Ordinal Exponentiation

Let alpha and beta be any ordinal numbers, then ordinal exponentiation is defined so that if beta=0 then alpha^beta=1. If beta is not a limit ordinal, then choose gamma such that gamma+1=beta,

 alpha^((successor of beta))=(alpha^beta)*alpha.

If beta is a limit ordinal, then if alpha=0, alpha^beta=0. If alpha!=0 then, alpha^beta is the least ordinal greater than any ordinal in the set {alpha^gamma:gamma<beta} (Rubin 1967, p. 204; Suppes 1972, p. 215).

Note that this definition is not analogous to the definition for cardinals, since |alpha|^(|beta|) may not equal |alpha^beta|, even though |alpha|+|beta|=|alpha+beta| and |alpha|*|beta|=|alpha*beta|. Note also that 2^omega=omega.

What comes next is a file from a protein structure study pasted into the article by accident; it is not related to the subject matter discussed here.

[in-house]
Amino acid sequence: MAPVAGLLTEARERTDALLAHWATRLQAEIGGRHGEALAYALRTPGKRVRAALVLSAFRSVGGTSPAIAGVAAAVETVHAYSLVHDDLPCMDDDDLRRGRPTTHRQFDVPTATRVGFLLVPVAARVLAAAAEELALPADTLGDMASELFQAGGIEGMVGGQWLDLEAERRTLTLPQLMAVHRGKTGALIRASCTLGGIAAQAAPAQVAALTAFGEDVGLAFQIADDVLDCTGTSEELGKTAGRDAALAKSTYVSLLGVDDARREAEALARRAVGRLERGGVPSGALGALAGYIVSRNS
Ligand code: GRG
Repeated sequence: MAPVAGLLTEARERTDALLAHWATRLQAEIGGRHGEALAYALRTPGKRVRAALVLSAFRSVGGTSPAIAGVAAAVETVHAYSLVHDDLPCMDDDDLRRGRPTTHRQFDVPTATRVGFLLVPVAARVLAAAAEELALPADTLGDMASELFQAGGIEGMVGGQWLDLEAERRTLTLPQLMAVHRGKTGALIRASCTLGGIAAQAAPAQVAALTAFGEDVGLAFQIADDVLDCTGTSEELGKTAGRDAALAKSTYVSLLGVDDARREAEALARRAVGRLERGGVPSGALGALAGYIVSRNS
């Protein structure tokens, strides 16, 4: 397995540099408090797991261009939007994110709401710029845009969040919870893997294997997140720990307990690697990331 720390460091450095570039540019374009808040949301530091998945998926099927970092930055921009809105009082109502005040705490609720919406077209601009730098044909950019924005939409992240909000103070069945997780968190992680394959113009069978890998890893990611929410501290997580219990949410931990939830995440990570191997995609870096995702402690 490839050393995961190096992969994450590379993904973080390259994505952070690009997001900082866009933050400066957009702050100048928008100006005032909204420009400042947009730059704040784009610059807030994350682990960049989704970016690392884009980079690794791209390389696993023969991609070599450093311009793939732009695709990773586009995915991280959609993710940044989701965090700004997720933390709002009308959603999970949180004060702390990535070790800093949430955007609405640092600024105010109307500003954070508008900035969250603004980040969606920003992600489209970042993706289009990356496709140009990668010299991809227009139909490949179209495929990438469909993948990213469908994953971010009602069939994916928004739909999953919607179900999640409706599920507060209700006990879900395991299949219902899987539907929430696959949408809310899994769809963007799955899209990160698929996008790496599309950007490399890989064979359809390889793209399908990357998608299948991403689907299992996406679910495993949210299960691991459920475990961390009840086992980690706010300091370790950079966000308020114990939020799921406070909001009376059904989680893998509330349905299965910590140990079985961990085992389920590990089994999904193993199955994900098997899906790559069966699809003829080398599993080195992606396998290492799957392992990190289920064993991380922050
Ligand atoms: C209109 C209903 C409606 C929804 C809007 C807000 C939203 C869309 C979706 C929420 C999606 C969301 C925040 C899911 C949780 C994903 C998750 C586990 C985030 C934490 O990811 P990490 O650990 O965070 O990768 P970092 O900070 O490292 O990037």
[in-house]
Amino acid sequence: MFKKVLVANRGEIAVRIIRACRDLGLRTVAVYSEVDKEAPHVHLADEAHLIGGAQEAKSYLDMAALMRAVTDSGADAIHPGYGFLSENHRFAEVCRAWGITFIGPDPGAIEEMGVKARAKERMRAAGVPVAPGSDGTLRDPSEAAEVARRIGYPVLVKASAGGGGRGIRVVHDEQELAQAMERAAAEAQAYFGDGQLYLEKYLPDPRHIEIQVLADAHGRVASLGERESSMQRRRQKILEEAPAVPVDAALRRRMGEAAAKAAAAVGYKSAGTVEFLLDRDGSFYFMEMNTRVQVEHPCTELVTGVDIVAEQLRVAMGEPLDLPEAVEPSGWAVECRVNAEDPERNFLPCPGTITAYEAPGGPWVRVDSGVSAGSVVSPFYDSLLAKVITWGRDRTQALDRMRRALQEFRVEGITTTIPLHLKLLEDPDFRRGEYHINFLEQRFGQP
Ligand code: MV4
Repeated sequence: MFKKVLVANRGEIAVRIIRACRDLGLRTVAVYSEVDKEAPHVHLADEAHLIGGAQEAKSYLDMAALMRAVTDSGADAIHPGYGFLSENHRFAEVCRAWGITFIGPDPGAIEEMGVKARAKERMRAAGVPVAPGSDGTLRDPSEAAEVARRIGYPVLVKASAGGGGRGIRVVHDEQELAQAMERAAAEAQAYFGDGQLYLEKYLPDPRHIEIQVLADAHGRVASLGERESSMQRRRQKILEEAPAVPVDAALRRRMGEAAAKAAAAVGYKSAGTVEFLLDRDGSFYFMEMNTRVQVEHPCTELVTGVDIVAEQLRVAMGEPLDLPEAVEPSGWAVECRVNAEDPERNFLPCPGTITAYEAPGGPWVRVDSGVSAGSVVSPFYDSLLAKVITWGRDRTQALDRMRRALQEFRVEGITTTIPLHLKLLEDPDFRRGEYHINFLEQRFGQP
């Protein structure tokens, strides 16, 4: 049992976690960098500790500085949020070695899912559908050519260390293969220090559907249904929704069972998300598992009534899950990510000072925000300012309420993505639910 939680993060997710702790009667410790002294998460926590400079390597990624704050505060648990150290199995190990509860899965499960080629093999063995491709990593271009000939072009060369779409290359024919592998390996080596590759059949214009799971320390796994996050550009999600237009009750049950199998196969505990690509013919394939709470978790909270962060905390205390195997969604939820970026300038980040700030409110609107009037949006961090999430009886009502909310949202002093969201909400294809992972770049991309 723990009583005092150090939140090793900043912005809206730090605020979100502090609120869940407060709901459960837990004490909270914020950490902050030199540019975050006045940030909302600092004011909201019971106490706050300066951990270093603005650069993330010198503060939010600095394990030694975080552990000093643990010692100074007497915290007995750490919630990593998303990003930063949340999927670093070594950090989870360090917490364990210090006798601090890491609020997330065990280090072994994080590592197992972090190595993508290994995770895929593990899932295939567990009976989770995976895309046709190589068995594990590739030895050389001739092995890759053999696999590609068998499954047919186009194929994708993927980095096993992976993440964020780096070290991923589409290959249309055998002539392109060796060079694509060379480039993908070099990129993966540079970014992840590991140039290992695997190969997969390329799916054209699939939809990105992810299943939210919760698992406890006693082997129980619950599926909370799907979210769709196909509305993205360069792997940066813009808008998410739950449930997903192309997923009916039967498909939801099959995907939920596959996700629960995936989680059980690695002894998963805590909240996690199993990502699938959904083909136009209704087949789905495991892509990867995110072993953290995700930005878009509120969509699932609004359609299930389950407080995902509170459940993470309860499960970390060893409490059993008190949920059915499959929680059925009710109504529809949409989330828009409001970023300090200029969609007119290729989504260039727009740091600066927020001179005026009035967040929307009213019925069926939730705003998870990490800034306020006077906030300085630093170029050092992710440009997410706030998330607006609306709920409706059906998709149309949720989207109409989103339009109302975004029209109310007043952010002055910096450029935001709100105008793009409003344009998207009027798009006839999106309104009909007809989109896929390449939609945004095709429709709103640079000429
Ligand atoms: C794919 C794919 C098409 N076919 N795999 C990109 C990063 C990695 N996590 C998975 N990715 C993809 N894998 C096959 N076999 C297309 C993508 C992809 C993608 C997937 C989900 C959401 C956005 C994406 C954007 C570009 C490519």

A familiar example of ordinal exponentiation is the definition of Cantor's first epsilon number. epsilon_0 is the least ordinal such that omega^(epsilon_0)=epsilon_0. It can be shown that it is the least ordinal greater than any ordinal in {omega,omega^omega,omega^(omega^omega),...}.

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Rubin, J. E. Set Theory for the Mathematician. New York: Holden-Day, 1967.Suppes, P. Axiomatic Set Theory. New York: Dover, 1972.

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Ordinal Exponentiation

Cite this as:

Weisstein, Eric W. "Ordinal Exponentiation." From MathWorld--A Wolfram Web Resource.

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